Michael Rubin explains why Israeli Prime Minister Netanyahu was almost certainly unimpressed by President Obama’s statements this week about how he intends to deal with Iran. Obama stated that he will soon present “what I believe will be a persuasive argument” that Iran should change course, and that we should know by the end of the year how Iran intends to proceed.
Rubin responds that “while Obama is a gifted speaker, this is one situation in which rhetorical three-card monte falls flat” (how do you say “false choices” in Farsi). As to Obama’s implication that he will not persist with his diplomacy absent progress by the end of the year, Rubin sees little to take seriously here. First:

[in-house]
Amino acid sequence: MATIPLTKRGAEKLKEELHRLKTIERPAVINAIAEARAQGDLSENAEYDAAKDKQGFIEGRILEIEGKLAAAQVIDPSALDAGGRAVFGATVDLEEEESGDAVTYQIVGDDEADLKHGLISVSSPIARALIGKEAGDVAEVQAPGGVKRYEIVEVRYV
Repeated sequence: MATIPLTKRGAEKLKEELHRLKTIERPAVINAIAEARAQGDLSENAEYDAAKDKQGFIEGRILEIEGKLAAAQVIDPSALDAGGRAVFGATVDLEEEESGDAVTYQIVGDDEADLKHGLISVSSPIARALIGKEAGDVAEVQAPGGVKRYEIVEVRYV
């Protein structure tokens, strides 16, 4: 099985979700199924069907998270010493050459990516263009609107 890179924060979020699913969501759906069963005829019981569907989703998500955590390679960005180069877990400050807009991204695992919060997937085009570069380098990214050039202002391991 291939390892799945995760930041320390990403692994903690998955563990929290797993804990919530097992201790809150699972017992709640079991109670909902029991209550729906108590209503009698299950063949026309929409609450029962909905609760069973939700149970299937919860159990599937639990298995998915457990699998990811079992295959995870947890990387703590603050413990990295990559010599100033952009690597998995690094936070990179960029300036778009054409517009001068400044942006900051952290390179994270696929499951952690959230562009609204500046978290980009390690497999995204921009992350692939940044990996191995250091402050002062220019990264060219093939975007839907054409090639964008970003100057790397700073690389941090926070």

While Obama made headlines with his timeline, on May 14, 2009, State Department spokesman Ian Kelly declared, “There is no deadline for talks.” So long as the Obama administration does not speak with one voice, it will lack credibility.
Obama has provided no metric by which to judge progress. If there is a 1 percent chance that talks might advance, will Obama grant a 90-day extension? Indeed, it was this exact diplomatic pattern which enabled North Korea to go nuclear.
U.S. authorities are negotiating with representatives of Iran’s foreign ministry. Iranian diplomats have no more sway over Iran’s nuclear program than would diplomats from Malawi.
In short, as I suggested yesterday, Obama has done very little to assuage Israel’s legitimate concerns about Iran.